Winners of the Will Read and Sing For Food Humor Writing Contest were announced at the May 12 WRASFF show benefiting Next Act, Inc. The winners in the Middle School category were: THIRD PLACE: Mackenzie Belk, Waffles (JMS) and Ellery Wurster, A Blown Gasket (Holy Trinity); SECOND PLACE: Ava Harmon, A Mozart-Loving Tortoise (JMS); FIRST PLACE: Caroline McNance, Living the Life of a Pop Star (JMS). The winners in the High School category were: THIRD PLACE: Mackenzie Walling, T…he B-Word (JHS) and Conner Persohn, Meat Head (FPHS); SECOND PLACE: Willy Krosnyak, Wanted For Illegal (Candy) Smuggling (JHS); FIRST PLACE: Drake Siegel, This Is Not Candy!? (JHS). McNance and Siegel read their stories to the WRASFF audience at the Astra Theater. In honor of McNance and Siegel, WRASFF donated $100 to Next Act, the money coming from WRASFF’s dwindling Operational Fund. The WRASFF show, through the generosity of their May 12 audience, raised $2,700 for Next Act.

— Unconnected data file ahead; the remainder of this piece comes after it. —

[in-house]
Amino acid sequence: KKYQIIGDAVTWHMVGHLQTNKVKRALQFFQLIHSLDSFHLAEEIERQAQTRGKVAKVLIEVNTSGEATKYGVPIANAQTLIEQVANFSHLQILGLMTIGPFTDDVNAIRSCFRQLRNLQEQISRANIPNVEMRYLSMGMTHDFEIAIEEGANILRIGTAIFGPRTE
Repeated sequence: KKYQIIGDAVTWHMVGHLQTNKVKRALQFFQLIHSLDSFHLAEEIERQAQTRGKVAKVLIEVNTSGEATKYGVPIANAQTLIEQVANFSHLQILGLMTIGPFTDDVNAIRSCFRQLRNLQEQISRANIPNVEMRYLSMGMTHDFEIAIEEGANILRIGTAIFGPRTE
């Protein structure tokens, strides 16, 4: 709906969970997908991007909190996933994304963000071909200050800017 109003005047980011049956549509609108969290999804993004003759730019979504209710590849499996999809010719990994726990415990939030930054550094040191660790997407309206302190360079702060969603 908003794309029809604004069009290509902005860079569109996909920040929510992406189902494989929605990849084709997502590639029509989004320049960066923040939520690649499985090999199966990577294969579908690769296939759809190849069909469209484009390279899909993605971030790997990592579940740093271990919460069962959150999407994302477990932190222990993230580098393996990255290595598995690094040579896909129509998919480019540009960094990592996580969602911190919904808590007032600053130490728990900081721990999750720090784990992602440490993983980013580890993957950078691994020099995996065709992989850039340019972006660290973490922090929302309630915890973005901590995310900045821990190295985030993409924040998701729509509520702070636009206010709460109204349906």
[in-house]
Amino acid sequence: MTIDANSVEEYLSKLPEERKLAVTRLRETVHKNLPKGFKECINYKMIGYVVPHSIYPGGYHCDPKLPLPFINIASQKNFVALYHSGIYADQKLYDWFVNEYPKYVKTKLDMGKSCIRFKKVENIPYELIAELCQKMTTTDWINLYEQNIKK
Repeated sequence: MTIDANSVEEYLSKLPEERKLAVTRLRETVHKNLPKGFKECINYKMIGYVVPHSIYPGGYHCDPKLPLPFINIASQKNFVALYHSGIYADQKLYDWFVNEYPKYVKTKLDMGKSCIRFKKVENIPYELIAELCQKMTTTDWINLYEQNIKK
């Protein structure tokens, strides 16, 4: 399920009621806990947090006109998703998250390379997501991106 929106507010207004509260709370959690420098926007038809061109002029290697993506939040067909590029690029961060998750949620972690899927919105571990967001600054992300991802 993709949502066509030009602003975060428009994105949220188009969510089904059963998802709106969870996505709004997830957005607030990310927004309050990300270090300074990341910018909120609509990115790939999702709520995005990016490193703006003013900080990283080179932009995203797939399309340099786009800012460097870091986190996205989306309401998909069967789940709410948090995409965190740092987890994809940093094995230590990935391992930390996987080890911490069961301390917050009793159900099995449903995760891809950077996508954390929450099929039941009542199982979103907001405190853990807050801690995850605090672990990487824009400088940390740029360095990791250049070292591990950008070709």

For the first time, an entire WRASFF show, as taped by WJTS. Hope you enjoy.
Latest Herald column by Scott Saalman.
I went to Los Angeles to find my daughter. She wasn’t abducted. She wasn’t a runaway. Nothing like that.
Let me explain.
Though there is seldom a day that Delaney and I don’t coexist under the same roof, I seldom see her. She stays in her bedroom, for which the secret password is … well … a secret. If music plays from her side of the closed door, that means she’s home, safe — incommunicado, but contented. I live for her muffled music.
Delaney is just shy of 17, and while I’d like to say she has grown up before my very eyes, in reality she has grown up behind the very bedroom door between us. One day, she stepped out of her room wearing braces. How did that happen? Do orthodontists make house calls? Another day, she came out standing taller than me (albeit in high heels … but still). Then, she came out without braces, her teeth perfectly straight. Huh? Last month, she exited her room wearing a prom dress, the throwback threads resembling something her hero Jackie O might’ve worn. Delaney has become a beautiful young lady. Delaney O.